Memories from Morocco

BY: Doreen Hammond
The writer - Doreen Hammond
The writer - Doreen Hammond

Last week, my job took me to Morocco. I was one of 17 African journalists visiting some of the facilities of OCP, the largest manufacturer of mineral fertilisers in the world.

The visit was sponsored by the company and gave us (journalists) the opportunity to acquaint ourselves with its operations.
Morocco has the world’s largest deposits of phosphorus with a phosphate rock deposit of more than 70 per cent of what the world has.

Even though Morocco has been mining this natural resource for close to a century, it has only exploited five per cent of the total amount the country is blessed with, leaving about 95 per cent more.

At Khouribga, a province which is about two hours’ drive from Casablanca, is sited the company’s phosphate mine and beneficiation plants.

The stringent procedures and planning adhered to during mining activities pointed at a judicious exploitation of the mineral. The exploitation is being carried out systematically, sustainably and with the likely environmental effects being consciously minimised.

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For instance, the company reclaims sites where it has mined and plants trees to bring the area back to life even in this arid area. We had the opportunity to contribute to afforestation by planting a tree each of different species, including olives and argan from which oils and fruits are widely used in the cosmetic and culinary industry.

There were piles of rocks and other “waste “ deposits that had remained after the phosphate had been mined being stored on site. According to company officials, those deposits were being kept for the use of future generations since they could be used for other purposes, including in the industrial sector.

The company, with 23,000 employees, has invested as much as eight billion dollars to modernise its mining operations. This includes the installation of slurry pipes to carry the phosphate from the mining sites through gravity to the company’s manufacturing plants in another area, Jorf Lasfar, instead of by train as used to be the case.

This has saved the company some cost and energy.

The plant has a capacity of 12 tonnes of fertilisers per year, and the company has transformed its old mining site in Khouribga into a multimedia library for the community while preserving some of it as a reminder of history.


The roads to these areas are very well developed. The company’s strong corporate social responsibility activities include the provision of 12 ambulances, buses and medical caravans for the vulnerable population. Its provision of education facilities was significant and could be seen all over.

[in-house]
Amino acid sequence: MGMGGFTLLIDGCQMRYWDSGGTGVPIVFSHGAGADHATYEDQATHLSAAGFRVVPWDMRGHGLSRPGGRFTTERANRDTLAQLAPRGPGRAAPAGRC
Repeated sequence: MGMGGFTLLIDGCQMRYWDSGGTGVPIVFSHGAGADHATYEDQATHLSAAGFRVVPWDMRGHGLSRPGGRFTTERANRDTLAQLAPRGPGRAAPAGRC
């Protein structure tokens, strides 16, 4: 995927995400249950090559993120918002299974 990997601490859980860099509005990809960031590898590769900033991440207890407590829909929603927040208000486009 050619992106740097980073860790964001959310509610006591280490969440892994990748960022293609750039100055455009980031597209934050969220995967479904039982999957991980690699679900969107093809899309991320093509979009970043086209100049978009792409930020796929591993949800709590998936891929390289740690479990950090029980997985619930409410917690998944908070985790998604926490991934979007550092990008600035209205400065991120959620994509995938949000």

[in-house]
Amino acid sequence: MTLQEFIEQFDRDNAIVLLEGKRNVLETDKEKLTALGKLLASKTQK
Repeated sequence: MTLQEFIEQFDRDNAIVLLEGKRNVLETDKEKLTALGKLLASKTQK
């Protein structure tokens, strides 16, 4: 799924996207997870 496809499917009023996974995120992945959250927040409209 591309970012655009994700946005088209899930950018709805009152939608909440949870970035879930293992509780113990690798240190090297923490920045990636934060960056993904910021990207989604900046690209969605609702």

To further anchor its strong commitment and relevance to agriculture and, therefore, food security, the company is formulating various types of fertilisers suitable for particular soils for its customers around the world. The company has a whole Green Energy Park where research into various photovoltaic systems are carried out with the aim of offering alternative energy sources.

As the tour progressed, my mind kept racing back home to the very deplorable state of roads that lead to our various mining sites and our water bodies which have been polluted due to bad mining practices. I also remembered the many vulnerable people, especially the youth in communities who do not have education and the many farmers who have been lured by money to give away lands and, therefore, their sources of livelihood for pittance and left more impoverished.

I was thinking that we should be making more out of our gold by adding value to it and, therefore, benefiting more instead of just exporting at prices we don’t have complete control of. I was thinking that maybe it is not too late to regulate our mining industry in such a way that would prove more beneficial to us like the Moroccans are doing with their phosphate.

In Casablanca, the country’s business capital, the infrastructure, facilities, state of the roads, shopping centres and the cleanliness of the major streets were amazing.

The orderly layout with white as the colour theme of buildings and the dominance of flowers and shrubs was refreshing and pleasing to the eyes.

The visit to Marrakech city, dominated by palaces and gardens with a colour scheme of brick red to minimise the effect of the fierce heat and scorching sun with temperatures around 40 degrees on the eyes during the time of the visit, was significant. The buildings I saw were of the same height. The city has been developed into a home to tourists with thrilling entertainment events that involve the visitors’ participation, making them dance deep into the night.

There were beautiful handicrafts, jewellery, perfumes and the famous argan oils for cosmetics, spices, herbal medicines and traditional food and teas.

I saw many having rides in carriages driven by well-groomed and fed horses and was surprised to see each carriage having a licensing registration number.

My visit to this northern African country was very worth as it opened my eyes to another amazing part of Africa. And if we really are serious about tourism, there is a lot to learn from this country.

I did not visit all of Morocco and did not see it all, making my situation that of the blind man and the elephant but given the chance, I would want to do this all over again!

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